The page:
It is the job of the pharmacists to be fully aware of the different kinds of fraudulent prescriptions that a person has presented for dispensing. While there are lots of legitimate prescriptions being presented, the pharmacists should know how to tell if the patients written therein are fictitious or not since according to reports, there are prescription pads being stolen from clinics and from physicians’ offices. There are also some prescriptions that provide a different call back number and that should be a red flag for the pharmacist since the number provided is more likely not the number of their physician. 

Furthermore, computer-generated prescriptions can also be created with a nonexistent doctor, and that is why it is vital to make some verifications first before dispensing any medications. The pharmacist should also consider the quantity of the prescribed drug. If the prescriber writes a large quantity more than the usual of other practitioners in the area, then it is more likely a fraudulent prescription and needs verification. Additionally, if the patient appears too frequently to buy more medications, it is the duty of the pharmacist to investigate. Also, the pharmacist must be cautious in dispensing medications to people who present a prescription using other people’s names. And more importantly, the pharmacist should be also aware of the people who may look like a stranger or not a regular resident in their community and wish to dispense a large number of medications.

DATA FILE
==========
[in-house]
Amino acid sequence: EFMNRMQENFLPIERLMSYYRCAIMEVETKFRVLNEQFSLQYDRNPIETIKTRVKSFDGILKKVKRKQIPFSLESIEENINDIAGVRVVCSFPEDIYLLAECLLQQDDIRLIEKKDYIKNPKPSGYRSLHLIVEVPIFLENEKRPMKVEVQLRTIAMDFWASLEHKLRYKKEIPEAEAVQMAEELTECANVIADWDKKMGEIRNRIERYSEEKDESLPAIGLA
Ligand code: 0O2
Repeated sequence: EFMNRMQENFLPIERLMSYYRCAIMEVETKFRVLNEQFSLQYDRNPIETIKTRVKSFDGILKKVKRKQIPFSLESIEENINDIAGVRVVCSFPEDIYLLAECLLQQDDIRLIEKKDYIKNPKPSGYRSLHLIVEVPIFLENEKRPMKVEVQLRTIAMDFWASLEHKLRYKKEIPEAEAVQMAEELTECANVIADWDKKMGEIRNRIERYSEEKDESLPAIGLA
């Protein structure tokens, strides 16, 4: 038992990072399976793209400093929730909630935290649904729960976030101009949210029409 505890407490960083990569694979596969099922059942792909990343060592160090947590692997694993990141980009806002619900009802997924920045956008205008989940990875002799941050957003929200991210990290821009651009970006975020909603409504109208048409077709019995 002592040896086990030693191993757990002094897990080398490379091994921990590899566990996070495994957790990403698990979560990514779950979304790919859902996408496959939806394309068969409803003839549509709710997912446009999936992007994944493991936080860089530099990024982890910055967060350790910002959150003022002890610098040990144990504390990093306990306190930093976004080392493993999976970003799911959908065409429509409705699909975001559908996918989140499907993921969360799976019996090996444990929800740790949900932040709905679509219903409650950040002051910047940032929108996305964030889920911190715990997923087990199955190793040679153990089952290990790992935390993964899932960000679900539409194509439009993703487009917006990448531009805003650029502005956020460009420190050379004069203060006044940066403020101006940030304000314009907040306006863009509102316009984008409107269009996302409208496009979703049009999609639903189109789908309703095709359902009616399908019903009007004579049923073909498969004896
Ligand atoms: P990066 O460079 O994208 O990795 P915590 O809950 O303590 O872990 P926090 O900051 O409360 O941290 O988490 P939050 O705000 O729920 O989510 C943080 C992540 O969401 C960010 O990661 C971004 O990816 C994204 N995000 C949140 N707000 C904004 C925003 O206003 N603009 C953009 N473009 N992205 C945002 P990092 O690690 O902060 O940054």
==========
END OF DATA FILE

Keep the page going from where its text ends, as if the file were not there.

Below are also some ways to detect a fraudulent prescription:

  • The prescriber’s handwriting is too neat and the prescription looks too good. As far as we know, no physician writes highly readable prescriptions.
  • Dosages, directions, and quantities are far higher than the standard medical usage.
  • The prescription appears to be not complying with the standard abbreviations.
  • The prescription appears to be computer-printed or photocopied.
  • Directions are not written in abbreviations.
  • A prescription with different handwritings.
  • The prescriber’s signature is different
  • The prescriber’s DEA registration number is different or non-existent in the prescription